Volunteering – good for learning, society and business

Date: July 15th 2015

At the Aldridge Foundation we want our students to leave school with excellent academic qualifications and we want them to be work – and life- ready, equipped with the skills they need to thrive in the future. It is part of our commitment to the long-term goal we share with our Academies – that, by the age of 25, all Aldridge graduates will have experienced an outstanding and enjoyable education and be able to sustain the life of their choice.  They will be independent, thriving economically and making a real, positive contribution to their communities.

Education at an Aldridge school goes beyond the classroom. We want our young people to enter adulthood already aware of the positive contributions they can make to their communities and with a clear understanding of how the skills they gained engaging in social action throughout their school years are highly transferable and of great value to employers.

Traditionally, volunteering was viewed by some groups of learners as something you had to do before you sent off your UCAS form. We believe in social action for all students and from an early age and we want to embed it into the school curriculum.  At the Isle of Portland Aldridge Community Academy one of our youngest social entrepreneurs, six year old Rhiannon, was hugely successful last year making and selling lemonade for charity. Asked what to do with the remaining profits after she had made her charitable donations she announced that she was going to buy more lemons to accelerate her business!

It’s a lovely story – with a point. By facilitating social action at school from an early age, our children are building a skillset which prepares them for the world of work and developing confidence in their own abilities to create change. This is also a social mobility issue. We want our students, wherever they start out from, to be at the head of the queue when it comes to their next steps in life, and we think that the experience of social action will help them.

And we don’t just see this as an individual journey; it is the journey of a whole class, a whole year group and a whole school. For example, at Brighton Aldridge Community Academy we have a group of Year 7 and Year 8s who are being mentored and coached through an entrepreneurial educational approach called ‘Team Academy’. They are being supported to set up real social enterprises, the profits of which support local and international charities, and are learning independence and key business skills alongside developing their literacy, numeracy and communications skills. As in the real world of business, our students are learning the importance of collaboration and partnership building, and building their resilience and ability to bounce back from failures or setbacks. We know that by offering them this opportunity, the Academy is setting them up for life. This approach ‘makes sense’ of school for some students.  Watching our Team Academy students become more engaged and purposeful in their learning is also really exciting.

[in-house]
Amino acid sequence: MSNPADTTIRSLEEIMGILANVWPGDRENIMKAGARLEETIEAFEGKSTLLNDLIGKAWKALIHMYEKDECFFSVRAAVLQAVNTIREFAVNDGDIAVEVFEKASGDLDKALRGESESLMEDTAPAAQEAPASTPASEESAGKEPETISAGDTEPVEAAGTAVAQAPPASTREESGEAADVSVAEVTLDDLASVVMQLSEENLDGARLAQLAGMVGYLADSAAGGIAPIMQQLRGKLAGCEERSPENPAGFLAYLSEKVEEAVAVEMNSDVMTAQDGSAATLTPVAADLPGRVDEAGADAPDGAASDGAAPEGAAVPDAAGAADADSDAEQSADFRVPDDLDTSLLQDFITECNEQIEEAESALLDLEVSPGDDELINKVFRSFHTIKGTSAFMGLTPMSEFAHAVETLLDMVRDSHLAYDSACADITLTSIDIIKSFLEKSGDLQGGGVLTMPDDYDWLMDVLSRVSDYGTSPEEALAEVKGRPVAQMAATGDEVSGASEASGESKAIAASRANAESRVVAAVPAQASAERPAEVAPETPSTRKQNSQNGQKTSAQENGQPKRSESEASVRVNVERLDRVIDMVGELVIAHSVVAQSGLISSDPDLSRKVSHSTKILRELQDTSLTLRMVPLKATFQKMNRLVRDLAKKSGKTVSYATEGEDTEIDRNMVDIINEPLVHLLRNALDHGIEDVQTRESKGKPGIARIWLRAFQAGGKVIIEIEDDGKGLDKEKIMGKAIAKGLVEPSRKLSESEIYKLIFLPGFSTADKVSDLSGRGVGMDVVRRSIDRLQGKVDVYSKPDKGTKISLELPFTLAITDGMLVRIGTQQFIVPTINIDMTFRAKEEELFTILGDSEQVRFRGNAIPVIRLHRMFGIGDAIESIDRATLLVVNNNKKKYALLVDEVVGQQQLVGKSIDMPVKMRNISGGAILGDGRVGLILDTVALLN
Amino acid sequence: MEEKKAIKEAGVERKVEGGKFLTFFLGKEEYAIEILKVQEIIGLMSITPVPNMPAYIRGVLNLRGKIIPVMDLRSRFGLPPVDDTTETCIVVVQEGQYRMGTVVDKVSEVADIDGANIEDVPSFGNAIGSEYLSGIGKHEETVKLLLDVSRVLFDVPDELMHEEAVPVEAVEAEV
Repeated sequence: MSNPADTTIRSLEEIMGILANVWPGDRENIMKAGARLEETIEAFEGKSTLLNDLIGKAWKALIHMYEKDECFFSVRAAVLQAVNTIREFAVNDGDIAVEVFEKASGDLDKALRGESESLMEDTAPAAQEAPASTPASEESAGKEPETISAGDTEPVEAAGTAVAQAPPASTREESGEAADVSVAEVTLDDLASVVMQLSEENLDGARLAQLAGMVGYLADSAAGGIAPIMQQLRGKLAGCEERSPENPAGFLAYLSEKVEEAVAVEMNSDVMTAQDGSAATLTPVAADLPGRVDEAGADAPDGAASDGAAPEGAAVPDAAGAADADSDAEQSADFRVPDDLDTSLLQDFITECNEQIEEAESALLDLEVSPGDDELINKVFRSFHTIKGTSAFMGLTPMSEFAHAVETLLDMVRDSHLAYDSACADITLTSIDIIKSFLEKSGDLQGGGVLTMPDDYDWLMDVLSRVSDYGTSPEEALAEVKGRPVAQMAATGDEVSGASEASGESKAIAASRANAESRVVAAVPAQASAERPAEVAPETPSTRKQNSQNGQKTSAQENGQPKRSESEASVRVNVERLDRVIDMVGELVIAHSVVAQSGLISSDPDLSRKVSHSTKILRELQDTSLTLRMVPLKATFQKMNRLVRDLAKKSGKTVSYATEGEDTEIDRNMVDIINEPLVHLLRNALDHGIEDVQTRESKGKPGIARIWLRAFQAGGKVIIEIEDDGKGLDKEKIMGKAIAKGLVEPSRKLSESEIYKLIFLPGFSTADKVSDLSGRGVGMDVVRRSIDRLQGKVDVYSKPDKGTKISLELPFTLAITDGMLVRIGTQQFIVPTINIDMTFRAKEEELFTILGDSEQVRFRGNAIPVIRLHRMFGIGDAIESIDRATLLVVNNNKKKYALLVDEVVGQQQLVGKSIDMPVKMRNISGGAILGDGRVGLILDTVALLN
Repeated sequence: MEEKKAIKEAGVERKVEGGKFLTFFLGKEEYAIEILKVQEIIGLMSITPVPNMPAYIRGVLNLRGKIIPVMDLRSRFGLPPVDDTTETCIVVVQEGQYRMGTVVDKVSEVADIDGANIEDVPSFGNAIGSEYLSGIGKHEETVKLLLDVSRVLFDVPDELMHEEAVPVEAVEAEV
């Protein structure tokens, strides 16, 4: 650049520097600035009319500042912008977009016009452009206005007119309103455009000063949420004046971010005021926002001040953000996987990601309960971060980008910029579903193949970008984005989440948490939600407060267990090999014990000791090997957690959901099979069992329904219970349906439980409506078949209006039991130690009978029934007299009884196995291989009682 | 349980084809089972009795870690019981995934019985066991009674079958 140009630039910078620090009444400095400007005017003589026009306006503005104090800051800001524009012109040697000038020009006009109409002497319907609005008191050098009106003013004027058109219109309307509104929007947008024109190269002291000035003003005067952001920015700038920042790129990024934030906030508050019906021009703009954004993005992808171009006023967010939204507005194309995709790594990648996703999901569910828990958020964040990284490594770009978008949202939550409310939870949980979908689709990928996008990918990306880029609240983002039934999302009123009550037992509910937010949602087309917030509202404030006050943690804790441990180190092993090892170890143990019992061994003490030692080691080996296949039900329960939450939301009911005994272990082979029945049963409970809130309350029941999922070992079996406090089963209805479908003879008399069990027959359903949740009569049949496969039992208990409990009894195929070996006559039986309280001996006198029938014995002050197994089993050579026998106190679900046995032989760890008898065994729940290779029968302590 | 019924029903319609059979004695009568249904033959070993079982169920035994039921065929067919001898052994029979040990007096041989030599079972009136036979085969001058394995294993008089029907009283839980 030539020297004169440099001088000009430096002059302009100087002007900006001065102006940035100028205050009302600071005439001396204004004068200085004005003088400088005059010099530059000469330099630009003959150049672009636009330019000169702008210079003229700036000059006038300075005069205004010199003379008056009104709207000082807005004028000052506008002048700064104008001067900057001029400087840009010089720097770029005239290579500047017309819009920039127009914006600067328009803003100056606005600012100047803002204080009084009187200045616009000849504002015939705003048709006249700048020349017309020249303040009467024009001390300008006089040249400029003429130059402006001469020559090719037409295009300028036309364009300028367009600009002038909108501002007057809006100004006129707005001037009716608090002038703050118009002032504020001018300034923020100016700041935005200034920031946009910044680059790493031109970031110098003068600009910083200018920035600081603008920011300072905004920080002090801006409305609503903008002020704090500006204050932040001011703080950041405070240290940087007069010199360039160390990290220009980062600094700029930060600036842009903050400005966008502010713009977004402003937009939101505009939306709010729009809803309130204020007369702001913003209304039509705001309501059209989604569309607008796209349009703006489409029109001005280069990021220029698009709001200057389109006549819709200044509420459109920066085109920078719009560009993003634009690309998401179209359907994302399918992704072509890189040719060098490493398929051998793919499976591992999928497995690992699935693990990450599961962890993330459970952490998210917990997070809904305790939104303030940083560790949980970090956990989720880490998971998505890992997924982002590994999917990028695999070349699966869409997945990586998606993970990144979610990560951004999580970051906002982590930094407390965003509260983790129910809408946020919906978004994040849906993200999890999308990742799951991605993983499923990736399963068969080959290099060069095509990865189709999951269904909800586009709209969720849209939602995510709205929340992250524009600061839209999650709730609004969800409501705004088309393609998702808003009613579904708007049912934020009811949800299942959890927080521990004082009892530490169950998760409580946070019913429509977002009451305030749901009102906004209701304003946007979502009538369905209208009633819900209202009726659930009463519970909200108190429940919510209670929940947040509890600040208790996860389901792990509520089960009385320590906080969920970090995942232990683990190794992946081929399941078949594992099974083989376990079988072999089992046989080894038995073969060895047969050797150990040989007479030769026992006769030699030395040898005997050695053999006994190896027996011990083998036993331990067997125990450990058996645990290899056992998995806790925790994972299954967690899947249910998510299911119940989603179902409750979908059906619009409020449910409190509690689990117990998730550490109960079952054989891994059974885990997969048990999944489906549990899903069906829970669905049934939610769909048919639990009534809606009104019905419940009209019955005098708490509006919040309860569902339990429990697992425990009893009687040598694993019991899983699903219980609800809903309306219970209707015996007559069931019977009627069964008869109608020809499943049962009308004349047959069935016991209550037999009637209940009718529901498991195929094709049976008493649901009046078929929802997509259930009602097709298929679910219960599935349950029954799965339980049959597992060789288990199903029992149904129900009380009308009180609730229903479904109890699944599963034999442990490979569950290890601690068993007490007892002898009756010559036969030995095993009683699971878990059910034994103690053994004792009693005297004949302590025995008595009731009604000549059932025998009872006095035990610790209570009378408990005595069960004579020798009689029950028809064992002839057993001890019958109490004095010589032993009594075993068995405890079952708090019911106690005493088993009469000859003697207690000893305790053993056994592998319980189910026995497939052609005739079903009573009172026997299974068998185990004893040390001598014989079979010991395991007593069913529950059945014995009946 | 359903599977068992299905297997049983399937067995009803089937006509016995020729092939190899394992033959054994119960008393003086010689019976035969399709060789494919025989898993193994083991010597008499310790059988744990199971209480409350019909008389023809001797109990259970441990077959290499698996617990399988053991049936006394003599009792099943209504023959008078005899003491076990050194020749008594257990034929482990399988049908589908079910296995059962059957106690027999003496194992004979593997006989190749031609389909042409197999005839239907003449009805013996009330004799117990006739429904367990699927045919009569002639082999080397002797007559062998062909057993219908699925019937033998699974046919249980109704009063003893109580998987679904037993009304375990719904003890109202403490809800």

We are therefore delighted to support ‘Step Up to Serve’ and their ‘#iwill’ campaign which aims to increase the number of young people taking part in quality social action across the UK. Part of achieving this goal includes encouraging employers to embed social action into their recruitment procedures and working culture.

The report ‘Unlock new talent: how can you integrate social action in recruitment?’ was produced by CIPD in conjunction with ‘Step Up to Serve’ and found that 67% of employers felt as if entry-level candidates with social action experience had more employability skills. They stated that volunteering helps young people enter work already equipped with skills in teamwork, communication and an ability to understand the needs of a local community. I was delighted to read this! Despite this, only 16% of employers asked about social action during the application process and just under a third brought it up in interviews. This is part of what needs to change.

Step Up to Serve, alongside the CIPD, has produced excellent guidance for employers to help them embed social action into their recruitment procedures to help them tap into a huge pool of young talent.

It is our view that the more employers value social action in the recruitment process, the more parents and students will seek it out in their schools, and the more schools will integrate it into their curriculum. The more employers get involved in school governance and in partnership working, the more likely it is that meaningful and thoughtful social action of real value will become part of the fabric of a good education for life. Ultimately, we want more talent, from a more diverse cross-section of society, to be recognised by employers and society as a whole.  That’s got to be good for absolutely everyone, surely?

And let’s not forget that in the middle of all of this, young people are out there making a real difference through their social action – making a difference, and developing fantastic habits as citizens, for life.

Honor Wilson-Fletcher, CEO of the Aldridge Foundation

Picture – Portslade Academy’s Student Social Action Committee was recognised with the Brighton Argus award of Charity Achievement ‎of the Year 2015. In the words of the paper, the fundraising group “received a record-breaking 36 nominations for the work it does throughout the community”.

Tagged: academies Aldridge Foundation education skills Social entrepreneurship volunteering